Seminoles on sidelines: Kendrick Stewart

Kendrick Stewart had graduated from Florida State a decade ago and was seeking a career, something more than just a job.

“I really didn’t know what I was going to do,” Stewart recalled. “I was at Lakeland Toyota. I was there for a week, selling cars. I sold two cars but I just figured it wasn’t for me. I got into the school system and started substitute teaching. I was on campus, saw the kids, was able to help with academics and athletics. It was like a light bulb went off.”

Stewart was soon very busy – a substitute teacher who was also helping to coach football, basketball and track. In about a year, he was teaching physical education at a Lakeland elementary school and coaching. Since 2013, he has been coaching at Lakeland Christian, first as an assistant coach and now is about to begin his fourth season as head coach.

The Osceola talked with Stewart about his journey in coaching, the fourth part of our Seminoles on the sidelines series.

It sounds like coaching really wasn’t the plan for you but once you got involved you were hooked, right?

Being around my alma mater was fulfilling. I didn’t know it was going to take off like this. I knew I wanted to help people and help the community but this fed right into what I wanted to do. It was a blessing by God to get back into substitute teaching and coaching. It went on from there. I was able to relate with them really well. Being able to guide and mold those young men to get to that level, it was a great connection.

Is that your ‘why,’ that connection and ability to mentor boys in football and life?

It’s seeing how they grow into men has been a big transition for me and building a relationship with guys. The football aspect is good but what makes them great is building better husbands and fathers. Teaching them different things, how to change a tire, how to tie a tie. It’s been really fulfilling for me.

How much did FSU coaches have an influence on you and shape you as a coach?

Mainly coach (Bobby) Bowden and Odell (Haggins). It was building a relationship with guys on and off the field. When I have a relationship with a guy off the field, I can see what makes him go on the field as well. Just having that spiritual piece, that was really big for coach Bowden. I have done that as well. Having the kids go to student church, having the kids go to church together. Those are some key things. Odell was really big on using hands, so me coaching defensive line I pretty much mimic a lot of the things that he tells us. ‘Hands are our weapons.’ Just different drills, how he would interact with us to get the best out of us. There are countless things that they’ve said that I use and put my own spin on it, depending on what kid it is. Every kid is not the same. You have to spend that time and build a relationship with a kid to learn what makes him go.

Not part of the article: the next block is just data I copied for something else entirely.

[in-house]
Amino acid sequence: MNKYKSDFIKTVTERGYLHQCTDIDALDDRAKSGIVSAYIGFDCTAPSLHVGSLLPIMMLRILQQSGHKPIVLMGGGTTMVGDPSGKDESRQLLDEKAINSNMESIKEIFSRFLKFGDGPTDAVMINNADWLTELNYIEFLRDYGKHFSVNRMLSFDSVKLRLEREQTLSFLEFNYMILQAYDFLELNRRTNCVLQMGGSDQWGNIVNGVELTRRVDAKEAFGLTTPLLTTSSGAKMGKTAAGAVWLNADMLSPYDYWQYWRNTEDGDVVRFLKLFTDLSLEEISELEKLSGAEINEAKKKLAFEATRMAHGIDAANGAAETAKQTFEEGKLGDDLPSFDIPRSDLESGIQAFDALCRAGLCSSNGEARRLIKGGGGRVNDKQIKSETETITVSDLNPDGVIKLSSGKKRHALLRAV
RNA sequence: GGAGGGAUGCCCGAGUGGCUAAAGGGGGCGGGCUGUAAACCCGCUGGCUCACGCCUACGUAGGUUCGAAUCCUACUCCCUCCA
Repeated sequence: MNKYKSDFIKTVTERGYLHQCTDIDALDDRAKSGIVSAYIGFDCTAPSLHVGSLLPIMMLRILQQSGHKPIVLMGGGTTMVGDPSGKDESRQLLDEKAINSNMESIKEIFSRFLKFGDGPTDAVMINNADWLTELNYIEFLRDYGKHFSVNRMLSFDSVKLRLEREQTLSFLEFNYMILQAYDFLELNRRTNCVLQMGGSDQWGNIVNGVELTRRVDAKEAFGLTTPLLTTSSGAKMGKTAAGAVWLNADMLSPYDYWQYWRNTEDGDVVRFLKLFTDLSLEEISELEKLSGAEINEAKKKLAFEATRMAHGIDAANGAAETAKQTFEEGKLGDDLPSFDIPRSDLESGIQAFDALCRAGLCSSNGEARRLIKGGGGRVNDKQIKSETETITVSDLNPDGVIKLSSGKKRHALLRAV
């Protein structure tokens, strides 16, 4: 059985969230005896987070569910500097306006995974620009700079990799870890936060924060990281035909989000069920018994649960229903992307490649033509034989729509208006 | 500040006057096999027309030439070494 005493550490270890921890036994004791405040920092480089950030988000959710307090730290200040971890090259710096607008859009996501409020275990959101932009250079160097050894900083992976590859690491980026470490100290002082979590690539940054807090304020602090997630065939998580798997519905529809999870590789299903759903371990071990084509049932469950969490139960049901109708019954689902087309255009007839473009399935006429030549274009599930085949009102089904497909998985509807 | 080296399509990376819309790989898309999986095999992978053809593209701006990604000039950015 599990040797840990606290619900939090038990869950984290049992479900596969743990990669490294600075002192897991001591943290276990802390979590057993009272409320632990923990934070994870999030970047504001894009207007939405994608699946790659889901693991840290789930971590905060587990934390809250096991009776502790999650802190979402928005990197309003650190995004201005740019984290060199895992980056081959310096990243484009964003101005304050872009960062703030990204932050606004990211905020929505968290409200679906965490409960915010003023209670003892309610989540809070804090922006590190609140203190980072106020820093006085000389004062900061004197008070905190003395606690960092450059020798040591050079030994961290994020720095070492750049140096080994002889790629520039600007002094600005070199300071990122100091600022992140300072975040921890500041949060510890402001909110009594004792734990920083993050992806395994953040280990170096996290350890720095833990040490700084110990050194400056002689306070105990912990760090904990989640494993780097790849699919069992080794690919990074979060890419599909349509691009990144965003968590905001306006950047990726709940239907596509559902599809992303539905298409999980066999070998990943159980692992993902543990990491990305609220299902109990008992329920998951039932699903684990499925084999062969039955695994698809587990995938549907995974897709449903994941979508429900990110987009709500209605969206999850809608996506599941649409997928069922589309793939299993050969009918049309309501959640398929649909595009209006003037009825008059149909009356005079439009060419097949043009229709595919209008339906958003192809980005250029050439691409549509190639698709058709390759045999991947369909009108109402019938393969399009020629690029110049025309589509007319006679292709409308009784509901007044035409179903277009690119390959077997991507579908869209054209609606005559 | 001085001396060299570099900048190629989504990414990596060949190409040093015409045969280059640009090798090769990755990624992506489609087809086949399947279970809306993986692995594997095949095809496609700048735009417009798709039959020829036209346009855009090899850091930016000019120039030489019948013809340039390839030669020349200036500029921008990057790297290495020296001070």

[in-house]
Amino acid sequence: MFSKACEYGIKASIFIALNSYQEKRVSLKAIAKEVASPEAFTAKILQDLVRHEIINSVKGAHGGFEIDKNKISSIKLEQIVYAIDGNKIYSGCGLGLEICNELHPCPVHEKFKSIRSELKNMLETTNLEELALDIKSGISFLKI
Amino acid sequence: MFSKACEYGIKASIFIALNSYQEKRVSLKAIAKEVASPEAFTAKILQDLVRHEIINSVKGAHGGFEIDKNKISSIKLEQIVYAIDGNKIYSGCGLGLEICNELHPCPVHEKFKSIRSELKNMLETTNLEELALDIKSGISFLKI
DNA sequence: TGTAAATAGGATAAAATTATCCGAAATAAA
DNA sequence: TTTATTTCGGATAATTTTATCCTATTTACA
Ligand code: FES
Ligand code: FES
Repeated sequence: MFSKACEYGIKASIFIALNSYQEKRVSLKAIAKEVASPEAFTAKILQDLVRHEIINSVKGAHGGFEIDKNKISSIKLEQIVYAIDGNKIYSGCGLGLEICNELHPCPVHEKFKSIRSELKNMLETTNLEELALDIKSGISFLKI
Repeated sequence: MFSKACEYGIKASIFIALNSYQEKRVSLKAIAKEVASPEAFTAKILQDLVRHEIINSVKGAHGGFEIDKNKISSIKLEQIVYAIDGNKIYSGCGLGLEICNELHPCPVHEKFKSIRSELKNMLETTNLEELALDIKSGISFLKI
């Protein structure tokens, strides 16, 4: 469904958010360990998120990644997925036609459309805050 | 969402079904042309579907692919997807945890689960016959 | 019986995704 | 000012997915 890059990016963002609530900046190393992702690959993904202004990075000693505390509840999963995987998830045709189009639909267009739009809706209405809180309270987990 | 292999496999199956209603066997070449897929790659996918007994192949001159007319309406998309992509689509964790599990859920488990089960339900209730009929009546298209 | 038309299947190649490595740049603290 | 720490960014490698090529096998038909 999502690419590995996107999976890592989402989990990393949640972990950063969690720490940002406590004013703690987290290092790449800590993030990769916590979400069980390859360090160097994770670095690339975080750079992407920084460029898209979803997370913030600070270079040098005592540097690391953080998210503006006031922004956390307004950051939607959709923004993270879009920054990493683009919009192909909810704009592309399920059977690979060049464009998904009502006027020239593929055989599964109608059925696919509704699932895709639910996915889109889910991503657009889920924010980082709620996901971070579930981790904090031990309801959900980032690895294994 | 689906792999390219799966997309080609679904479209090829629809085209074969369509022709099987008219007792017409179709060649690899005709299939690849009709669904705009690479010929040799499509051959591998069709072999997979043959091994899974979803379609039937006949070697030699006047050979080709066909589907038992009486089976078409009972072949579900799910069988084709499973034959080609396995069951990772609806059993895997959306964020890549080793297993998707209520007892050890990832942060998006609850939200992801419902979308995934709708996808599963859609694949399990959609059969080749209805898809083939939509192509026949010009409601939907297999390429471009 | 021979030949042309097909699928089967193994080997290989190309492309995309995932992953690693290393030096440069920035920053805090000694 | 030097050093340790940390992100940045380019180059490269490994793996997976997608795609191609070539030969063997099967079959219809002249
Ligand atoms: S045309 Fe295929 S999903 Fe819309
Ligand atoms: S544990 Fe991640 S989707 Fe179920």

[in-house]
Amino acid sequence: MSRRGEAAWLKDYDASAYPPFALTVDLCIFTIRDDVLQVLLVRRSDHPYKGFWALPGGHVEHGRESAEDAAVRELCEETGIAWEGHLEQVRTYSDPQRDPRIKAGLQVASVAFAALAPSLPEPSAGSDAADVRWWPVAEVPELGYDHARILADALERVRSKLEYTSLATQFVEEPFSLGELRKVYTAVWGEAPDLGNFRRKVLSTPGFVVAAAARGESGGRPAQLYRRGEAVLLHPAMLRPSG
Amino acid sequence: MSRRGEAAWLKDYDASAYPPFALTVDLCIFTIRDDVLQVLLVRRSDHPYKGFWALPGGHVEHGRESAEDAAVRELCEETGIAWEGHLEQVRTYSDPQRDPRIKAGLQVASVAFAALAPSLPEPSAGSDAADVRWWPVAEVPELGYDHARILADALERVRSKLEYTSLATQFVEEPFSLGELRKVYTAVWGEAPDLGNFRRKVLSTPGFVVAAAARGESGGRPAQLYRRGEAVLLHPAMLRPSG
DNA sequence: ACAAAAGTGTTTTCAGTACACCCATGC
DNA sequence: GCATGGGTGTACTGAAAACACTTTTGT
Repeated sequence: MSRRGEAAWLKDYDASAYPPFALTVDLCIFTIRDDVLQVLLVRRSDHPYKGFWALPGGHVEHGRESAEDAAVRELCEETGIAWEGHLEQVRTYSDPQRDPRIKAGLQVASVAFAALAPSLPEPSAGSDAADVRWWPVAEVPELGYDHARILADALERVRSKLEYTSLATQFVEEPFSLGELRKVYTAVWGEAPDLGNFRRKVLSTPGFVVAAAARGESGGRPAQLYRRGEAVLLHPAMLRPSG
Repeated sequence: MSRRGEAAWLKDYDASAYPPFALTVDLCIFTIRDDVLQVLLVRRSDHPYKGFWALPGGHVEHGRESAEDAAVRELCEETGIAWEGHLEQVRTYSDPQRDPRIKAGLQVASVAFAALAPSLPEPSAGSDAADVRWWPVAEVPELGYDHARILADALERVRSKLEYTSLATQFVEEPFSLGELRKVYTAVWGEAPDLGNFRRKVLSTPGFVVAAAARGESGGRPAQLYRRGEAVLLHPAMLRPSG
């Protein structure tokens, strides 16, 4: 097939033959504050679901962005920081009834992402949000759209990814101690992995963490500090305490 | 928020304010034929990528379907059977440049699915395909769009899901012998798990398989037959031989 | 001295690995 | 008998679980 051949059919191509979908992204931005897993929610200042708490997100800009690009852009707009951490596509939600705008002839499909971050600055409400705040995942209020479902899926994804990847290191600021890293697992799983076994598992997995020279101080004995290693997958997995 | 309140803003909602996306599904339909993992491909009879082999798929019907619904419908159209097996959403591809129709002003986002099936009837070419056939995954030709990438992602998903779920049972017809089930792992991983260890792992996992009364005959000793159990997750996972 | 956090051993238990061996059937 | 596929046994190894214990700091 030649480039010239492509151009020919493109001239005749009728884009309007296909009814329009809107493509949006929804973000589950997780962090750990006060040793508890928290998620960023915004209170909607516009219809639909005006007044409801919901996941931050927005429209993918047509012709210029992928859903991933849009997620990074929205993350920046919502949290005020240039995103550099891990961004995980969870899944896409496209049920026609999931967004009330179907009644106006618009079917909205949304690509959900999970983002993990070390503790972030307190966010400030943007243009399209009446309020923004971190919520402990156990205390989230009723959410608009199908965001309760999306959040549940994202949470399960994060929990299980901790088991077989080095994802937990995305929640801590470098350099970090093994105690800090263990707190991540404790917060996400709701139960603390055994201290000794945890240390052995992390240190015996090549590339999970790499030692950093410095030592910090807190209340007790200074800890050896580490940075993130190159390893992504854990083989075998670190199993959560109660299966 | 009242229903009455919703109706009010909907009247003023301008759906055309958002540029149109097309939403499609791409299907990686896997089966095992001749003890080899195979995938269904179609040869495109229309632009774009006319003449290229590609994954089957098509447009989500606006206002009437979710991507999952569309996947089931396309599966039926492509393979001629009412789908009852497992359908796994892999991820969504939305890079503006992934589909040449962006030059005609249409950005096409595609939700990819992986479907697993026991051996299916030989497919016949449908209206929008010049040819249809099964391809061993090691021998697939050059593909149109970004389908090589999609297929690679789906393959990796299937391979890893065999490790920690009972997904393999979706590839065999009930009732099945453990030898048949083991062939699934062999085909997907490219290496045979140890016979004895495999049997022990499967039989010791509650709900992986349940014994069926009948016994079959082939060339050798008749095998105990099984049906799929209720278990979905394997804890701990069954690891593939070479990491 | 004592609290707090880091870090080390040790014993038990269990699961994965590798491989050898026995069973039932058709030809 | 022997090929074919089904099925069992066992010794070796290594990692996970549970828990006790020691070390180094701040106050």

What impact did FSU have on your life?

It was a great experience. Just having a variety of people. Coach Bowden taking us to a predominantly black church, a predominantly white church. It just made me a well-rounded person and then the coaches, they always showed love and tried to make sure they were molding men as well. That’s where I get a lot of my coaching styles from. Florida State played a huge role in shaping the men I am today with the variety of coaches that we had. And being a part of a team each year, different kids, different personalities and being able to gel together was a cool thing.

How gratifying is it that you are making them better people?

That’s really fulfilling for me. Also being at Victory Christian they get to see me in a different light. We can pray together. We can ask hard questions. That’s really been a highlight for me. Kids open up to you. Seeing their faces light up. Knowing that I’m helping our future leaders, they could be president one day, they could be doctors one day. Just helping mold them into men is where I get my gratification. It’s not going into the league (NFL), that is icing on the cake. There’s more to football than that.

What do you want your players to say about you 20 years from now?

I want them to know that I’m a godly man. I put Jesus over everything. I want to make sure that they know I am putting him first. Secondly, it’s just that coach really cared and I listened to their different problems. Everybody’s household is different. Just that I was fair and cared for each individual, not just football X’s and O’s.

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